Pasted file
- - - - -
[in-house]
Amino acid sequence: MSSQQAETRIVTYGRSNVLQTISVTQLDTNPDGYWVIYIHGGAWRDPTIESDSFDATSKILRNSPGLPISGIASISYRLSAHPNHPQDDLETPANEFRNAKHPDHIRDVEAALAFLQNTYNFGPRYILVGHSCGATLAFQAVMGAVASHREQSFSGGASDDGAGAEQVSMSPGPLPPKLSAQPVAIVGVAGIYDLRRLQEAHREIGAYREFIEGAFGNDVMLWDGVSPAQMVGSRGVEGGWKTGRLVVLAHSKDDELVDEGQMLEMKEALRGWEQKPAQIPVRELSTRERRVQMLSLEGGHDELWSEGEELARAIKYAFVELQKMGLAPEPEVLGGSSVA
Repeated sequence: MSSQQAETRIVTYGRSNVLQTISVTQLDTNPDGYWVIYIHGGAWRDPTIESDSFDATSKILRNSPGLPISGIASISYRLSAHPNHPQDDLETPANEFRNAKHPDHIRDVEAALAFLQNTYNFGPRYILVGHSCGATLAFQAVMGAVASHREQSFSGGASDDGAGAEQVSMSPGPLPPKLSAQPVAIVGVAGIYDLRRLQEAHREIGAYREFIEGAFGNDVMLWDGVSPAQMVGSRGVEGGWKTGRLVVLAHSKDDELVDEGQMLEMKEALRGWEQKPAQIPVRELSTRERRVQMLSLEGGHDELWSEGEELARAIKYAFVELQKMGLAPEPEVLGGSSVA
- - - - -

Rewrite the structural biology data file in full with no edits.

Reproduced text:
[in-house]
Amino acid sequence: MSSQQAETRIVTYGRSNVLQTISVTQLDTNPDGYWVIYIHGGAWRDPTIESDSFDATSKILRNSPGLPISGIASISYRLSAHPNHPQDDLETPANEFRNAKHPDHIRDVEAALAFLQNTYNFGPRYILVGHSCGATLAFQAVMGAVASHREQSFSGGASDDGAGAEQVSMSPGPLPPKLSAQPVAIVGVAGIYDLRRLQEAHREIGAYREFIEGAFGNDVMLWDGVSPAQMVGSRGVEGGWKTGRLVVLAHSKDDELVDEGQMLEMKEALRGWEQKPAQIPVRELSTRERRVQMLSLEGGHDELWSEGEELARAIKYAFVELQKMGLAPEPEVLGGSSVA
Repeated sequence: MSSQQAETRIVTYGRSNVLQTISVTQLDTNPDGYWVIYIHGGAWRDPTIESDSFDATSKILRNSPGLPISGIASISYRLSAHPNHPQDDLETPANEFRNAKHPDHIRDVEAALAFLQNTYNFGPRYILVGHSCGATLAFQAVMGAVASHREQSFSGGASDDGAGAEQVSMSPGPLPPKLSAQPVAIVGVAGIYDLRRLQEAHREIGAYREFIEGAFGNDVMLWDGVSPAQMVGSRGVEGGWKTGRLVVLAHSKDDELVDEGQMLEMKEALRGWEQKPAQIPVRELSTRERRVQMLSLEGGHDELWSEGEELARAIKYAFVELQKMGLAPEPEVLGGSSVA